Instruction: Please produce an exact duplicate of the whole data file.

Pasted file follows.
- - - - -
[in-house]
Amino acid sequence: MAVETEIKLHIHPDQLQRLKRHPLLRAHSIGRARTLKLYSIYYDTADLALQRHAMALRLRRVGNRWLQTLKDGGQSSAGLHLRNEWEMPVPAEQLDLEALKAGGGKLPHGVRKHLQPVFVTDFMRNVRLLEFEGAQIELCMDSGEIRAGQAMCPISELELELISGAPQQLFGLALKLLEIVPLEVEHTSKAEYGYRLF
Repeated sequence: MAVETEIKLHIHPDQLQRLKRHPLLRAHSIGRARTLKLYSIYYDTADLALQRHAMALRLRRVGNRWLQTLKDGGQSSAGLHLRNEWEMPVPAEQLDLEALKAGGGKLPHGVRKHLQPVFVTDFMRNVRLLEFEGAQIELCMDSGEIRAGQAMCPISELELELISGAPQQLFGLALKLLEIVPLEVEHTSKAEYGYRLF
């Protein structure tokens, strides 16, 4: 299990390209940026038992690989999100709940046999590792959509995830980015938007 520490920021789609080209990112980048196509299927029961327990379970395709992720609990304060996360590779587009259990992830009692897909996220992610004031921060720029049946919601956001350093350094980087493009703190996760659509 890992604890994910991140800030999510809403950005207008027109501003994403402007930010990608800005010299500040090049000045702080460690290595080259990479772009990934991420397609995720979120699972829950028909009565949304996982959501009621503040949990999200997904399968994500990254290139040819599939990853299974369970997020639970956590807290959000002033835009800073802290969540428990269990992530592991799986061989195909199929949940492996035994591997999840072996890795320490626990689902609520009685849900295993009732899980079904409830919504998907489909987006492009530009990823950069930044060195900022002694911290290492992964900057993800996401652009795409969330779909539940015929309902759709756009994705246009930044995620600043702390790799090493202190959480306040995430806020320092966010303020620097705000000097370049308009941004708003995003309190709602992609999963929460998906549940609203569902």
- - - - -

[in-house]
Amino acid sequence: MAVETEIKLHIHPDQLQRLKRHPLLRAHSIGRARTLKLYSIYYDTADLALQRHAMALRLRRVGNRWLQTLKDGGQSSAGLHLRNEWEMPVPAEQLDLEALKAGGGKLPHGVRKHLQPVFVTDFMRNVRLLEFEGAQIELCMDSGEIRAGQAMCPISELELELISGAPQQLFGLALKLLEIVPLEVEHTSKAEYGYRLF
Repeated sequence: MAVETEIKLHIHPDQLQRLKRHPLLRAHSIGRARTLKLYSIYYDTADLALQRHAMALRLRRVGNRWLQTLKDGGQSSAGLHLRNEWEMPVPAEQLDLEALKAGGGKLPHGVRKHLQPVFVTDFMRNVRLLEFEGAQIELCMDSGEIRAGQAMCPISELELELISGAPQQLFGLALKLLEIVPLEVEHTSKAEYGYRLF
């Protein structure tokens, strides 16, 4: 299990390209940026038992690989999100709940046999590792959509995830980015938007 520490920021789609080209990112980048196509299927029961327990379970395709992720609990304060996360590779587009259990992830009692897909996220992610004031921060720029049946919601956001350093350094980087493009703190996760659509 890992604890994910991140800030999510809403950005207008027109501003994403402007930010990608800005010299500040090049000045702080460690290595080259990479772009990934991420397609995720979120699972829950028909009565949304996982959501009621503040949990999200997904399968994500990254290139040819599939990853299974369970997020639970956590807290959000002033835009800073802290969540428990269990992530592991799986061989195909199929949940492996035994591997999840072996890795320490626990689902609520009685849900295993009732899980079904409830919504998907489909987006492009530009990823950069930044060195900022002694911290290492992964900057993800996401652009795409969330779909539940015929309902759709756009994705246009930044995620600043702390790799090493202190959480306040995430806020320092966010303020620097705000000097370049308009941004708003995003309190709602992609999963929460998906549940609203569902």